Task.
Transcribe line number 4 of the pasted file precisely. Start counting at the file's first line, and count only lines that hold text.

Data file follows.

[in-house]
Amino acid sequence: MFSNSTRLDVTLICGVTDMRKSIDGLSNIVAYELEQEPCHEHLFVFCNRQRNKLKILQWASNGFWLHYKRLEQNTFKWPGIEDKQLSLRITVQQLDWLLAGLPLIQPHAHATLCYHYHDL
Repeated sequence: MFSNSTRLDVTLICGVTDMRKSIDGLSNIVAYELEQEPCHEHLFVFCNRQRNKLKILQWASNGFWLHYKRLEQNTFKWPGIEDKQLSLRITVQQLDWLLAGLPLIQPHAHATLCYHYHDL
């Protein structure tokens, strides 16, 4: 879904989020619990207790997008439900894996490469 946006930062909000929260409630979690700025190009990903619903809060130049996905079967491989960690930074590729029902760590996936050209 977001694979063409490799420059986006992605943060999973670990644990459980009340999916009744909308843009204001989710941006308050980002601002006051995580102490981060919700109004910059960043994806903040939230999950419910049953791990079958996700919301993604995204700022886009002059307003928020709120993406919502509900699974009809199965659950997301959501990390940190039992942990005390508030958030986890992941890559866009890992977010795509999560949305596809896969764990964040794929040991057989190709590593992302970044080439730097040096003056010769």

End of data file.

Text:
């Protein structure tokens, strides 16, 4: 879904989020619990207790997008439900894996490469 946006930062909000929260409630979690700025190009990903619903809060130049996905079967491989960690930074590729029902760590996936050209 977001694979063409490799420059986006992605943060999973670990644990459980009340999916009744909308843009204001989710941006308050980002601002006051995580102490981060919700109004910059960043994806903040939230999950419910049953791990079958996700919301993604995204700022886009002059307003928020709120993406919502509900699974009809199965659950997301959501990390940190039992942990005390508030958030986890992941890559866009890992977010795509999560949305596809896969764990964040794929040991057989190709590593992302970044080439730097040096003056010769």